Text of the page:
Utah's FSA office explains opportunity to modify, extend current CRP contracts
The United States Department of Agriculture Farm Service Agency's office in Utah recently announced that FSA will offer certain producers the opportunity to modify and extend conservation reserve program contracts set to expire Sept. 30.
"USDA is committed to safeguarding the nation's natural resources and this program will help protect millions of acres of American topsoil from erosion and enhance the quality of our water," said Utah FSA representative Lori Jones.
According to Jones, FSA can extend approximately 1.5 million acres out of a total 3.9 million acres expiring in 2009. The extension will ensure that FSA meets the statutory CRP acreage limitation of 32 million acres established in the Food, Conservation, and Energy Act of 2008.
CRP is a voluntary program, pointed out the FSA representative.
Participants receive annual rental payments and cost-share assistance to establish long-term, resource conserving covers on eligible farmland.
No general CRP sign-up is scheduled during 2009, continued the FSA representative.
However, Castle Valley producers may continue to enroll relatively small, highly desirable acreages, including unextended land, into continuous CRP.
Continuous CRP includes such practices as filter strips and riparian buffers.
The sign-up for the voluntary extension will run through June 30.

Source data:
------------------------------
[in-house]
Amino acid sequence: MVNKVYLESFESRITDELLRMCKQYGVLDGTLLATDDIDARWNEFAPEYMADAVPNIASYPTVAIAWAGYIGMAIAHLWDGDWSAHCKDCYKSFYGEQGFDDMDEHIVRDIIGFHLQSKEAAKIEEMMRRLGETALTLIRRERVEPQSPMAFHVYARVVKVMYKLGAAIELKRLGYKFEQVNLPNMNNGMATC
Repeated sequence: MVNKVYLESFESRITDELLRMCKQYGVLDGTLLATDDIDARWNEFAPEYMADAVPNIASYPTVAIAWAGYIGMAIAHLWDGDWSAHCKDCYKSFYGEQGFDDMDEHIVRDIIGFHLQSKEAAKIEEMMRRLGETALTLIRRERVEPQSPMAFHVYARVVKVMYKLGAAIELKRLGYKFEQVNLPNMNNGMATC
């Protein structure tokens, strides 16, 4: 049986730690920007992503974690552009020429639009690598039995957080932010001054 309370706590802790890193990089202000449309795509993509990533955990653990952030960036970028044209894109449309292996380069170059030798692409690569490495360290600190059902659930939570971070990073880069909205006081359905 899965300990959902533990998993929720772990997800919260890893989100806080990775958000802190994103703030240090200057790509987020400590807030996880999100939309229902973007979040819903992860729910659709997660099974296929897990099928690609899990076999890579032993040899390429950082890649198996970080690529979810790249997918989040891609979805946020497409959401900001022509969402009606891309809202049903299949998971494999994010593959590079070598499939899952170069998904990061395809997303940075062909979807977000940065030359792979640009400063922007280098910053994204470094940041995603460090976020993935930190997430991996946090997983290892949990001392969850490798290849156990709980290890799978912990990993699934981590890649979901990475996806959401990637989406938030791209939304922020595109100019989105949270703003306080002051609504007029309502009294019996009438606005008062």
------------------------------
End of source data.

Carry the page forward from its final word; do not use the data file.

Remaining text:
Farmers and ranchers in the Carbon-Emery area may apply for the extension at the local FSA county office.
FSA administers the program on behalf of the Commodity Credit Corporation.
CRP contracts with the highest environmental benefit or with the highest potential for soil erosion will be selected.
CRP contracts cannot exceed 15 years in the aggregate.
Chosen CRP contract holders will generally be offered a three to five year extension.
Producers electing to extend contract periods will receive current rental rates.
All or a portion of the acreage under contract may be included in an extension, explained the FSA representative.
However, no new acreage may be added.
Through CRP, FSA enters into long-term, 10- to 15-year contracts with agricultural producers to protect highly erodible and other environmentally-sensitive land.
Participants convert enrolled land to grass, trees, wildlife habitats and other conservation uses.
The program has reduced soil erosion by over 400 million tons, protected over 2 million acres of wetlands and resulted in buffers established on more than 100,000 miles of streams and rivers.
For additional information about CRP and other programs, Castle Valley residents may contact a local office or visit http://fsa.usda.gov.